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Fokker-Flugzeugwerke Dr.I Dreidecker (triplane)


Fokker Dr.I Triplane (replica) PFA 238-14043 G-CDXR/403/17 at Shoreham Air Show 2009

Fokker Dr.I Triplane (replica) PFA 238-14043 G-CDXR/403/17. Photo by Bob Franklin


The Fokker Dr.I triplane built by Fokker-Flugzeugwerke was a World War I fighter plane. The first flight of the Fokker Dr.I triplane was on 5th July 1917. It saw widespread service during the Spring of 1918. The Fokker Dr.I triplane became renowned as the aircraft of the German flying ace Manfred von Richthofen during the First World War, in which he achieved his last twenty victories and was also killed in one on 21st April 1918. In total 320 were built and they were mainly used by The Deutsche Luftstreitkrafte.

During February 1917 the Sopwith Triplane started to appear over the Western Front. The Sopwith Triplane was far superior to the Luftstreitkrafte's Albatros, this prompted Fokker-Flugzeugwerke to convert an unfinished biplane prototype into the V.4, which was a small, rotary-powered triplane. Rather than submitting the V.4 for a type test, Fokker produced a revised prototype which was designated V.5. The V.5 had a number of changes, including the horn-balanced ailerons and elevators and the longer-span wings. On 14th July 1917 Idflieg (Inspektion der Fliegertruppen - Inspectorate of Flying Troops) issued an order for twenty pre-production aircraft. The V.5 prototype (serial 101/17) was tested to destruction at Adlershof on 11th August 1917.


Fokker Dr.I Triplane (replica) PFA 238-14043 G-CDXR 403/17 at Duxford Flying Legends 2012
Fokker Dr.I Triplane (replica) PFA 238-14253 G-FOKK 477/17 at Duxford Flying Legends 2009

Fokker Dr.I Triplane (replica) PFA 238-14043 G-CDXR 403/17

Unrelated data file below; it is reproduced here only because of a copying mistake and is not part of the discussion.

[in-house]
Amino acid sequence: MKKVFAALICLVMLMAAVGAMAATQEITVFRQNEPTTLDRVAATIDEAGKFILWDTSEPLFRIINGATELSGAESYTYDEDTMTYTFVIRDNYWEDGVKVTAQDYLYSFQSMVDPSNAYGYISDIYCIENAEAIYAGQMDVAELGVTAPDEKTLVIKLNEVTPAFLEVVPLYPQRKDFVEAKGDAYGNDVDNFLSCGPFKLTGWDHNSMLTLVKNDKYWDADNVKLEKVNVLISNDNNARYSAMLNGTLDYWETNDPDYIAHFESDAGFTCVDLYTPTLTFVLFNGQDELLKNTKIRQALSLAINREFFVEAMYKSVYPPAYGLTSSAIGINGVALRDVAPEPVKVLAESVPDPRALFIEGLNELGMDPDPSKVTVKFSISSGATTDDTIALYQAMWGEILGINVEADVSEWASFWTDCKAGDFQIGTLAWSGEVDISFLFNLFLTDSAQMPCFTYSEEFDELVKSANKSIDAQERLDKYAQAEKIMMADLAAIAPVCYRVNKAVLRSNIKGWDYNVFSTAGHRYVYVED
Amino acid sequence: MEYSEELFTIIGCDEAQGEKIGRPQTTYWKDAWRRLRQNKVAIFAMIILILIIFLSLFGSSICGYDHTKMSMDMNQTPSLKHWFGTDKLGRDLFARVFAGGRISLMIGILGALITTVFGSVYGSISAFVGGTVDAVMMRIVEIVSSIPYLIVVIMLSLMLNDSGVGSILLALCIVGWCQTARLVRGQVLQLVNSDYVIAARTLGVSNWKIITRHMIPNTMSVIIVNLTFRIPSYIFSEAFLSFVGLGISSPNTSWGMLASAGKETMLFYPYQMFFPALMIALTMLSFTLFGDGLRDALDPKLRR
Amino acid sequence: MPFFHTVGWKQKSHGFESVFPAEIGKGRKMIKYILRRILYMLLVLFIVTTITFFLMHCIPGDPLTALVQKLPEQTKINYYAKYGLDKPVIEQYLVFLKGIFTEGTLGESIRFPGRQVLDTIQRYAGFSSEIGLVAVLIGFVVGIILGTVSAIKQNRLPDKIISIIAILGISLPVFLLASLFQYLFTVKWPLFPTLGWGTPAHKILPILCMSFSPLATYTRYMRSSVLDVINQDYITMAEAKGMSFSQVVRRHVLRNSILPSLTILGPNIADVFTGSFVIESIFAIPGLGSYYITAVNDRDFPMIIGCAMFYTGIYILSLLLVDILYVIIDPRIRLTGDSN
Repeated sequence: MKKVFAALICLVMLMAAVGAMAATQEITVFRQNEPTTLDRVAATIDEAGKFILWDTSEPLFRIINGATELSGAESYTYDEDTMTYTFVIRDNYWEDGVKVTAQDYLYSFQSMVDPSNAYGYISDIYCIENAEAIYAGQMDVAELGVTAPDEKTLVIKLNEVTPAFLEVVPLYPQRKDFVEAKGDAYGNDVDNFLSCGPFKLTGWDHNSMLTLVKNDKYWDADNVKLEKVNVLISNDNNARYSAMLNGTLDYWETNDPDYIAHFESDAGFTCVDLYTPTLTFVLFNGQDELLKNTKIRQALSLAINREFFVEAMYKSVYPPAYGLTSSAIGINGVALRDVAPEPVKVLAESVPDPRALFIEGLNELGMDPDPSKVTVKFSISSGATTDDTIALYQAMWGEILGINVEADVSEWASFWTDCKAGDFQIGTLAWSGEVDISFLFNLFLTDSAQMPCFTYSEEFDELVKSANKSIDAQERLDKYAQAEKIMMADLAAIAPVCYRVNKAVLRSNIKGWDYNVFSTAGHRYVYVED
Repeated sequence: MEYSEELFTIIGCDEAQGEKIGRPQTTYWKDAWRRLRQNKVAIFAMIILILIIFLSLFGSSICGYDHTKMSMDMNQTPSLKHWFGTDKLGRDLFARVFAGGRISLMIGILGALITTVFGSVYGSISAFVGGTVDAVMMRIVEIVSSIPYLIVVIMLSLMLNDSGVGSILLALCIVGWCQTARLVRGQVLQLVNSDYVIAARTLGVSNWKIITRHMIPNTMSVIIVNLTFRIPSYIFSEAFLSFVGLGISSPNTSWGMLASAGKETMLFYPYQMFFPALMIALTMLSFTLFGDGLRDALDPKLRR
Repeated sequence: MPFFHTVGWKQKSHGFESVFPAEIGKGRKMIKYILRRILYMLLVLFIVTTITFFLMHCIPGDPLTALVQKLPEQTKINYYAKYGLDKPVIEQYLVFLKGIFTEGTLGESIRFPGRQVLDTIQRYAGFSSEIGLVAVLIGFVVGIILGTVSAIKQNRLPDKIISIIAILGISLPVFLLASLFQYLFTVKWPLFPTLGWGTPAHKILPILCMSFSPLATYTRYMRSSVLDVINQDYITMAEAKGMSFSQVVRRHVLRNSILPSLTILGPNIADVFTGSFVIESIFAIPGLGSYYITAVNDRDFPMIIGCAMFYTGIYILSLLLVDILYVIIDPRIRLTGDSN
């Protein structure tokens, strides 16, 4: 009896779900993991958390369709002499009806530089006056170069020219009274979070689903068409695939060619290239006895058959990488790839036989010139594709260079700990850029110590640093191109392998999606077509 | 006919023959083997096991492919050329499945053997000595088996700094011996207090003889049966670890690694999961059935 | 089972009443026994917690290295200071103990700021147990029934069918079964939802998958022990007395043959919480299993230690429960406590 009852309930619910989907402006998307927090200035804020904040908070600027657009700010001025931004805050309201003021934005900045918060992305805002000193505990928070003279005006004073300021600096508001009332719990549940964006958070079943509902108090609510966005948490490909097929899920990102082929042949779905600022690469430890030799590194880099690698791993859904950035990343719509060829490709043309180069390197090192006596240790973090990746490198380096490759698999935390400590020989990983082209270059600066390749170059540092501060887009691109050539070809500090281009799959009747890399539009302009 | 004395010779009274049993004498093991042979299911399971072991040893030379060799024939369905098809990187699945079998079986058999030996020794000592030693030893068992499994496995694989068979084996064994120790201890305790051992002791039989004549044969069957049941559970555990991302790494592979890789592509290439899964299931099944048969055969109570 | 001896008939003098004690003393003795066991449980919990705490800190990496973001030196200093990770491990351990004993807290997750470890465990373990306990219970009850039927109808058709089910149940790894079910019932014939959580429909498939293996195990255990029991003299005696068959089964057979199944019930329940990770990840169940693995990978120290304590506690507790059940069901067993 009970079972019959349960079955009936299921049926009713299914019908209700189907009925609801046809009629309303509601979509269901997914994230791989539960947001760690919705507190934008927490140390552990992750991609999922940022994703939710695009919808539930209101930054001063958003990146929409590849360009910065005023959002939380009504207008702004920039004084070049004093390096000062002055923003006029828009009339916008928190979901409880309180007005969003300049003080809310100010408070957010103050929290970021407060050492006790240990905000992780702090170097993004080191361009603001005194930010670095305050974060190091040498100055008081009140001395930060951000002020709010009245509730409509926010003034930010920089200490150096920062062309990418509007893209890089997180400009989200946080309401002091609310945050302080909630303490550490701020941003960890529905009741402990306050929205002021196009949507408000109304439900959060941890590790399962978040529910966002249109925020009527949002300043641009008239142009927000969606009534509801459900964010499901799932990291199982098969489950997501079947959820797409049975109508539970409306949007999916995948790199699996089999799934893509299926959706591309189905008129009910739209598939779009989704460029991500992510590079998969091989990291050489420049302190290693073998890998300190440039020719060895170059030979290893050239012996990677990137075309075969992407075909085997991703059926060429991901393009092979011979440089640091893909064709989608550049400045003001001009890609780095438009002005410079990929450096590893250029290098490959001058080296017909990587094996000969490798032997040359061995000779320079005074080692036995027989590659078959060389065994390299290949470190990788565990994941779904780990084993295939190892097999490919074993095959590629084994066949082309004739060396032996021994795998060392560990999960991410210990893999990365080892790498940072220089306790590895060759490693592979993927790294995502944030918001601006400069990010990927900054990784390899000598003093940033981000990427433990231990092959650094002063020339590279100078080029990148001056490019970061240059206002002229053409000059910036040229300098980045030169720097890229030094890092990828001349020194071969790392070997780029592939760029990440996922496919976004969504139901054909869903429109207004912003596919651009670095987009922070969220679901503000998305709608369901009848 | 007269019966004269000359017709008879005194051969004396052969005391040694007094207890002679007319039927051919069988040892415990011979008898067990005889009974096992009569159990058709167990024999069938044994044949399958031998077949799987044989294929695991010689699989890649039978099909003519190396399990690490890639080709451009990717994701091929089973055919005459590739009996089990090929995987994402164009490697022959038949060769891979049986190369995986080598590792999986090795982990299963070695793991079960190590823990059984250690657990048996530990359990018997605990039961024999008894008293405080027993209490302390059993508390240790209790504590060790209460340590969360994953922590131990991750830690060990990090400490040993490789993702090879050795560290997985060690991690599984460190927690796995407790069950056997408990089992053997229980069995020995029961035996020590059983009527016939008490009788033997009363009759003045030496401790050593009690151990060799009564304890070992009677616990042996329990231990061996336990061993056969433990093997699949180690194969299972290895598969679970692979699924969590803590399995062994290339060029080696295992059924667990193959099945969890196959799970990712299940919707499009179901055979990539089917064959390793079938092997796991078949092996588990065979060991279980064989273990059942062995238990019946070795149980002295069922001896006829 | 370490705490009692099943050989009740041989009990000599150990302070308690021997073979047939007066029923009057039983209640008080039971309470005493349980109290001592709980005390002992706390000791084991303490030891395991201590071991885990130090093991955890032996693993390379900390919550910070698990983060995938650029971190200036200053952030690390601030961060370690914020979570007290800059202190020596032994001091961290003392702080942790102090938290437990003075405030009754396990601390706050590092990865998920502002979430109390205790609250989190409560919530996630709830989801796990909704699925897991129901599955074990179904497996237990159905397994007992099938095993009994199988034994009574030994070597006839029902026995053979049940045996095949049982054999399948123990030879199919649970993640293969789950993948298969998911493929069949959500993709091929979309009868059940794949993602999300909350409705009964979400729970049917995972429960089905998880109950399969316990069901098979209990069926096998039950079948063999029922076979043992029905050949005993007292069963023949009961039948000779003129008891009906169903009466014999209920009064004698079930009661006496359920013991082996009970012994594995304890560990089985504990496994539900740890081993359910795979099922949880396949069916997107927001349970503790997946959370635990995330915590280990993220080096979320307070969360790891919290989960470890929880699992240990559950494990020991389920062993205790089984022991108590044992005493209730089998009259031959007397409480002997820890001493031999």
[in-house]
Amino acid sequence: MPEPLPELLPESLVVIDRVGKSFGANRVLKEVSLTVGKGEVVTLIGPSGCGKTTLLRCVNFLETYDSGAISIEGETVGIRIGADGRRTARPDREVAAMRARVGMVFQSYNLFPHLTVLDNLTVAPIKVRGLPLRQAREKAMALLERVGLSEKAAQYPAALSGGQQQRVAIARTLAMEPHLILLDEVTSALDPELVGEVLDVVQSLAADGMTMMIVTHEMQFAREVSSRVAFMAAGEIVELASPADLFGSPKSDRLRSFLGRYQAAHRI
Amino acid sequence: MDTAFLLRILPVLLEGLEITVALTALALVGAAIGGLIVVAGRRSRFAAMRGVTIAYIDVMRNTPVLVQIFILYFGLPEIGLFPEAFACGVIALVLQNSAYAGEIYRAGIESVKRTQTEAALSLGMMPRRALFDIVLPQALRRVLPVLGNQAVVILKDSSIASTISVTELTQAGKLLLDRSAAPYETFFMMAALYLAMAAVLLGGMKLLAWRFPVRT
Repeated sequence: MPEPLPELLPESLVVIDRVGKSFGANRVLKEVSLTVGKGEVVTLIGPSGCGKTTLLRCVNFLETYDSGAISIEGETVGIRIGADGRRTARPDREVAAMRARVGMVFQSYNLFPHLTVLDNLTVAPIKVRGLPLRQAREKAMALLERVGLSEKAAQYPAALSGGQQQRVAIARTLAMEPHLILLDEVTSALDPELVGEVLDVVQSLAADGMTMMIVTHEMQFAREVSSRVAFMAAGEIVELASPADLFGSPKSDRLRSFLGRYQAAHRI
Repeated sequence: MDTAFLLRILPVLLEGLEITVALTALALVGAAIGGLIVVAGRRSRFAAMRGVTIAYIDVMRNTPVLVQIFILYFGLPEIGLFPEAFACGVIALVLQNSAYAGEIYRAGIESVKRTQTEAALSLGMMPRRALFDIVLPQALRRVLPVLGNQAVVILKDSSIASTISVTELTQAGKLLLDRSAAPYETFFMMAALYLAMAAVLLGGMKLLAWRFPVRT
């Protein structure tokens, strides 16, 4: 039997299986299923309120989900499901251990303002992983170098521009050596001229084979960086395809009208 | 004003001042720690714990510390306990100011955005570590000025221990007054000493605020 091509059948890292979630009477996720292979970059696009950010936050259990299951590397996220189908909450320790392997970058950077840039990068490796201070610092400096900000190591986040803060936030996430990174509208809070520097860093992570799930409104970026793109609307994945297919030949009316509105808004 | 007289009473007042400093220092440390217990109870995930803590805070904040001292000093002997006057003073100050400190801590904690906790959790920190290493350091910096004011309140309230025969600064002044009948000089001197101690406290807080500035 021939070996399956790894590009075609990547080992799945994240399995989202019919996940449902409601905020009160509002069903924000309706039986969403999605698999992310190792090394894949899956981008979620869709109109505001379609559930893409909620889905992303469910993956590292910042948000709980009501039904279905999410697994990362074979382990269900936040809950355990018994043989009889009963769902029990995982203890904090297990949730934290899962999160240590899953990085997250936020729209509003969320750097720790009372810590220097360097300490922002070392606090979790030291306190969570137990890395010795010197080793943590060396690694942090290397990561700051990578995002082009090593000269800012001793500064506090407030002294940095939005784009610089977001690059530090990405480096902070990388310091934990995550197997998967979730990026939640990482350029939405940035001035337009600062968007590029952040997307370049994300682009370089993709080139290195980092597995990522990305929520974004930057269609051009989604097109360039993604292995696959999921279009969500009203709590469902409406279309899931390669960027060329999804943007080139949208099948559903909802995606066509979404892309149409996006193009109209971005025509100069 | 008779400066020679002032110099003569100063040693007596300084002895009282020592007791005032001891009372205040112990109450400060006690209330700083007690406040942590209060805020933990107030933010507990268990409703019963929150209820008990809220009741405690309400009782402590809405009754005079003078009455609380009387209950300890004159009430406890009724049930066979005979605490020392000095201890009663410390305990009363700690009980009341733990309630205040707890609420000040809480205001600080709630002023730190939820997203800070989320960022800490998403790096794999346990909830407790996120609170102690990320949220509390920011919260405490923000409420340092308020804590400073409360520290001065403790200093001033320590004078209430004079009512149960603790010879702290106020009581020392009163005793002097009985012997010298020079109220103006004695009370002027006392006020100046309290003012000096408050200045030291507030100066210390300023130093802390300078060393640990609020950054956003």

Fokker Dr.I Triplane (replica) PFA 238-14253 G-FOKK 477/17


Images courtesy of John Bradshaw and Bob Franklin


Fokker produced two pre-production triplanes, designated F.I, serial numbers 102/17 and 103/17. These could be distinguished from the production Dr.I aircraft by a curve to the tailplane leading edge. Manfred von Richthofen first flew 102/17 on 1st September 1917 and he shot down two enemy aircraft in the next two days. Richthofen reported to the Kogenluft (Kommandierender General der Luftstreitkrafte) that the F.I was superior to the Sopwith Triplane. Richthofen recommended that fighter squadrons be re-equipped with the new aircraft as soon as possible. Idflieg issued a production order of over 300 triplanes. In comparison to the Albatros and Pfalz fighter planes the Dr.I had far greater manoeuvrability. Even though the ailerons weren't great the rudder and elevator controls were both light and powerful. The Fokker Dr.I had a few other problems, the cockpit was fitted with poor quality materials, during takeoff and landing the view from the cockpit was very poor and also with the gun butts being so close to the cockpit this left the pilot vulnerable to serious head injuries during a crash landing.


Fokker Dr.I Triplane (replica) PFA 238-14043 G-CDXR 403/17 at Duxford Flying Legends 2009
Fokker Dr.I Triplane (replica) PFA 238-14043 G-CDXR/403/17 at Shoreham Air show 2009

Fokker Dr.I Triplane (replica) PFA 238-14043 G-CDXR 403/17

Fokker Dr.I Triplane (replica) PFA 238-14043 G-CDXR/403/17


Images courtesy of Bob Franklin


Only a few triplanes survived the Armistice. A Fokker with the serial number 528/17 was kept as a testbed by The Deutschen Versuchsanstalt fur Luftfahrt (German Aviation Research Institute) at Adlershof. 528/17 was used during the filming of two movies and is believed to have crashed around the late 1930s. A Fokker in which Manfred von Richthofen gained three victories was displayed at The Zeughaus Museum in Berlin. It was destroyed during World War II by an allied bombing raid. As of today only a few original Dr.I artefacts survive in museums.

There are no surviving Dr.I airframes but there are plenty of flying and static reproductions that have been built. During 1932 Fokker managed to build a replica Dr.I using the spare parts of various aircraft. The replica appeared in the 1939 film D III 88. Two Dr.I replicas were built by Bitz Flugzeugbau GmbH to be used in the Twentieth Century Fox film The Blue Max, made in 1966. The Omaka Aviation Heritage Centre in Blenheim, New Zealand keep four airworthy aircraft and The Great War Flying Museum in Brampton, Ontario operates two. There are also two examples of the Fokker Dr.I on display at The Old Rhinebeck Aerodrome in Rhinebeck in New York.